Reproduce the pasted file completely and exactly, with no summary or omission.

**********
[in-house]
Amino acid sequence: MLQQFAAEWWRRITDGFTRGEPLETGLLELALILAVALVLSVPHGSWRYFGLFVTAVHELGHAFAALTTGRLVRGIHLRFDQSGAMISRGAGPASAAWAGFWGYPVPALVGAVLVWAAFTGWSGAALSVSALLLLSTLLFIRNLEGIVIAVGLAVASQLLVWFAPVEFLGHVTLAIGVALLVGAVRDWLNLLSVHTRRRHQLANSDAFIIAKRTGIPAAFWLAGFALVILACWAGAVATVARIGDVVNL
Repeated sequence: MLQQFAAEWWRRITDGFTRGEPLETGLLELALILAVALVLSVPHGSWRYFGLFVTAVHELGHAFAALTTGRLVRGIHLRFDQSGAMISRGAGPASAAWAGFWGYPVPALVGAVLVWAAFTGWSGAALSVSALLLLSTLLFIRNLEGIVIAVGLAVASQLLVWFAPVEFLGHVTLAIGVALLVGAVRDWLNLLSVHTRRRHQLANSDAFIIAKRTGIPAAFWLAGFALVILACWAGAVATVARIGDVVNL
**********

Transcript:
[in-house]
Amino acid sequence: MLQQFAAEWWRRITDGFTRGEPLETGLLELALILAVALVLSVPHGSWRYFGLFVTAVHELGHAFAALTTGRLVRGIHLRFDQSGAMISRGAGPASAAWAGFWGYPVPALVGAVLVWAAFTGWSGAALSVSALLLLSTLLFIRNLEGIVIAVGLAVASQLLVWFAPVEFLGHVTLAIGVALLVGAVRDWLNLLSVHTRRRHQLANSDAFIIAKRTGIPAAFWLAGFALVILACWAGAVATVARIGDVVNL
Repeated sequence: MLQQFAAEWWRRITDGFTRGEPLETGLLELALILAVALVLSVPHGSWRYFGLFVTAVHELGHAFAALTTGRLVRGIHLRFDQSGAMISRGAGPASAAWAGFWGYPVPALVGAVLVWAAFTGWSGAALSVSALLLLSTLLFIRNLEGIVIAVGLAVASQLLVWFAPVEFLGHVTLAIGVALLVGAVRDWLNLLSVHTRRRHQLANSDAFIIAKRTGIPAAFWLAGFALVILACWAGAVATVARIGDVVNL